Professional experience, with blood, sweat and tears included, has improved our conception of strategy, avoiding sectorial strategies that push the global objective, and ultimately the product, to the background. And to understand this, there is nothing better than the well known expression “cobbler to your shoes”. Do you know what I’m talking about, not yet?

However the presence of different team members’ roles in this kind of work, make it impossible to detect errors or incoherencies derived from lack of conception and lack of understanding cooperation between professionals. It is unavoidable. Architects and engineers do not speak on the same scale, for example. In addition sectoral strategies relegate the functions of the “expert of the product” to setting the norms, rules or ranges of consideration. Which seems quite illogical since the expert is separated from the course of the project. The question is how do we detect failures? and when? it may be even more important. Everything points to final report. So we work such as Titanic’s valiant musicians and we’ll see how the ocean of corrections treats us. I’m talking about that ocean like a succession of final versions succession in which we will be submerged by unforeseen failures and with the corresponding increasing final workload. Now we do know what we’re talking about, don’t we?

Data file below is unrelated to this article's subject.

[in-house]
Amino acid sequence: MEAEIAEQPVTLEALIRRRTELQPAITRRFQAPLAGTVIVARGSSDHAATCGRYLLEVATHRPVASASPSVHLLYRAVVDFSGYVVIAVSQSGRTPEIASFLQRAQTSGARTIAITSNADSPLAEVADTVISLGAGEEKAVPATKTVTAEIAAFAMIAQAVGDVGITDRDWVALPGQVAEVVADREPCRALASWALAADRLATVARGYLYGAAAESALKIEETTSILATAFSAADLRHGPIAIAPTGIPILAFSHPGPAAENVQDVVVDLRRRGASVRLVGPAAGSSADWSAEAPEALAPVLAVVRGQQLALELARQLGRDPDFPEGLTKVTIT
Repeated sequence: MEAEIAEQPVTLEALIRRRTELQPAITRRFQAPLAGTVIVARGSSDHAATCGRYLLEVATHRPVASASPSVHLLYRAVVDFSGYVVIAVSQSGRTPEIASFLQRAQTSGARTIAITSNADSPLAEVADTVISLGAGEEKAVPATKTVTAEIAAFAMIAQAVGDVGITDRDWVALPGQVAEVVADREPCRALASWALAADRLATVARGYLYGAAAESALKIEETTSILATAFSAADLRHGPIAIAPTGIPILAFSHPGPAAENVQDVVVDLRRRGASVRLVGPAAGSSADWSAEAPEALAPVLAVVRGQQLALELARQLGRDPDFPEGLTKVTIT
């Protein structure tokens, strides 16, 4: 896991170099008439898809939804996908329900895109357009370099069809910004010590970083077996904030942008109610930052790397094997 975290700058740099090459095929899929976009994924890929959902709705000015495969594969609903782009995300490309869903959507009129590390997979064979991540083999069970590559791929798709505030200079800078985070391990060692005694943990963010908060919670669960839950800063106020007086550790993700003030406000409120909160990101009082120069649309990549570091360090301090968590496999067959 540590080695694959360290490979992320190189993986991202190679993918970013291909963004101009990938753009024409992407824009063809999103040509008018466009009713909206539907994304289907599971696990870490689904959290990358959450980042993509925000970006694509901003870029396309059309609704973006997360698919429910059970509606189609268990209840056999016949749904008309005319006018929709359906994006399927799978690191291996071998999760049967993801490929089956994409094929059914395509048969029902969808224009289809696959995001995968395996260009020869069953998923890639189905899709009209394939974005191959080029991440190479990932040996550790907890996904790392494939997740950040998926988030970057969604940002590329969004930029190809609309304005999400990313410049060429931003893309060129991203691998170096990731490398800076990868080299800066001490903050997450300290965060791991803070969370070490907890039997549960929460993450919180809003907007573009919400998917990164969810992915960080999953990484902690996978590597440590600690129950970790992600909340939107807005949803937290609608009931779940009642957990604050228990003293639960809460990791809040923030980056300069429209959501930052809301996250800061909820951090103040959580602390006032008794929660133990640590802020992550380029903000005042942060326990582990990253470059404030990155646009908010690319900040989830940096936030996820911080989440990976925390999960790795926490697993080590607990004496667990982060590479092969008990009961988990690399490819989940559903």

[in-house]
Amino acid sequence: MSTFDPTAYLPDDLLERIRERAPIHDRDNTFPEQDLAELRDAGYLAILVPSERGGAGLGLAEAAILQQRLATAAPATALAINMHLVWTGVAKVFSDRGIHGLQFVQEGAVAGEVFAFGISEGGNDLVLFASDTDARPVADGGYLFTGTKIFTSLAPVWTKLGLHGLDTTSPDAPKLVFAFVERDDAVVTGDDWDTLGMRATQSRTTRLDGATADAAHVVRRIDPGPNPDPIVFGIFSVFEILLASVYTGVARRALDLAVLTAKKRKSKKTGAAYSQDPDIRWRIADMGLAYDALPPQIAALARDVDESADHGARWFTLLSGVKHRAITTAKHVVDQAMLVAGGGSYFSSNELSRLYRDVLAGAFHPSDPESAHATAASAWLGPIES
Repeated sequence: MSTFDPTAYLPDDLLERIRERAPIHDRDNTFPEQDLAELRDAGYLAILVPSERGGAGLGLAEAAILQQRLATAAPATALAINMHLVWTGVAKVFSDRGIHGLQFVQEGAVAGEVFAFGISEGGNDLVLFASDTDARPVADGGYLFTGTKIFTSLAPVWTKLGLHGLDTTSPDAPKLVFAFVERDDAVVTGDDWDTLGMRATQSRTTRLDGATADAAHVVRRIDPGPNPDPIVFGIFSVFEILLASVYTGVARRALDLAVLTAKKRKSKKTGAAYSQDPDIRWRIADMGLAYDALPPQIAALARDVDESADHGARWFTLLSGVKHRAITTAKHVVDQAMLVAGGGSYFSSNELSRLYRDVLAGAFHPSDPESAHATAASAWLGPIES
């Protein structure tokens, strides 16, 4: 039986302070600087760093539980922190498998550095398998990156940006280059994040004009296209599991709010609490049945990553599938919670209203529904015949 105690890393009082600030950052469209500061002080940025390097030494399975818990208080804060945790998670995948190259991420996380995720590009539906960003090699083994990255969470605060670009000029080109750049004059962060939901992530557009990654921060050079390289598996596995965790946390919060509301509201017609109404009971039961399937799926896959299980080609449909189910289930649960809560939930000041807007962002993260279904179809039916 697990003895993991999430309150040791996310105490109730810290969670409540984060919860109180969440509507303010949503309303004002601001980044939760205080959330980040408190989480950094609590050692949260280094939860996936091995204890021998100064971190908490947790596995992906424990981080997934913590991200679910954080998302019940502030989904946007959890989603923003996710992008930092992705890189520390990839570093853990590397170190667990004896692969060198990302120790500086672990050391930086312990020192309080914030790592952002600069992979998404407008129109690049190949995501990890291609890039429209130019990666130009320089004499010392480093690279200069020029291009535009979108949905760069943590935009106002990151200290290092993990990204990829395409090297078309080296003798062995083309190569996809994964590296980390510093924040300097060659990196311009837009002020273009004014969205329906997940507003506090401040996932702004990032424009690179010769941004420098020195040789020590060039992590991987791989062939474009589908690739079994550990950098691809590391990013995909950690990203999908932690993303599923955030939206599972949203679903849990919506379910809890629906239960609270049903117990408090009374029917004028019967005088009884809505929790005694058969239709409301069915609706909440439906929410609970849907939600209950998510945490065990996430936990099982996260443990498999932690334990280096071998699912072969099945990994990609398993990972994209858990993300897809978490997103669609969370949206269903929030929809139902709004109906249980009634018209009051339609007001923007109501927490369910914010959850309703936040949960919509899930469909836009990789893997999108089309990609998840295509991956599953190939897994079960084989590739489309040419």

All this, without going into responsibilities which it have also been diluted. To blame are those who…If the person or persons responsible had bid me do so, I might have…

In this sense it is impossible to offer a service aimed to set up validation of configurable products application development if it is not a completely calculation project. So Turnkey project or I hope you are good swimmers.

However, trainings should also be conducted by people that are knowledgeable about the subject matter or the product, better even than costumer who can have been in the business for more than 30 years. We must become experts and think. It’s the only way to cope successfully such a service and that under a holistic approach where each part must be considered as one. So we avoid misinterpretations, unreasonable casuistic,   excessive computing (no scale-resolving simulations) and cannot effectively communicate (the customer never knows what he wants until you show it to them). I want to stand out with it the necessity of acting “in” the moment and “for” the future.

For those interested in these possibilities… where are we going to find someone who wants to learn? To find someone who wants to ask questions? To find someone who can improve the product and performance for your company, and have the ability to do so. I am talking about to use experimental or scientific techniques, with computational capacity and that you can also implement it on a platform so that its usability improves, for example, the competitiveness of the different technical and sales departments of other companies? Can you imagine pressing a button to get the weekly job of a technician?

Welcome to CARTIF

Heritage and Cultural Tourism: A marriage of convenience?

Heritage and Cultural Tourism: A marriage of convenience?

Cultural heritage, in the broad sense, is the legacy received from our ancestors, which becomes the testimony of their worldview, their ways of life and their way of being, having to be passed down to future generations. Knowing the cultural heritage is to know the identity of a specific society and let me dare say that, without doubt, it even helps us to discover ourselves.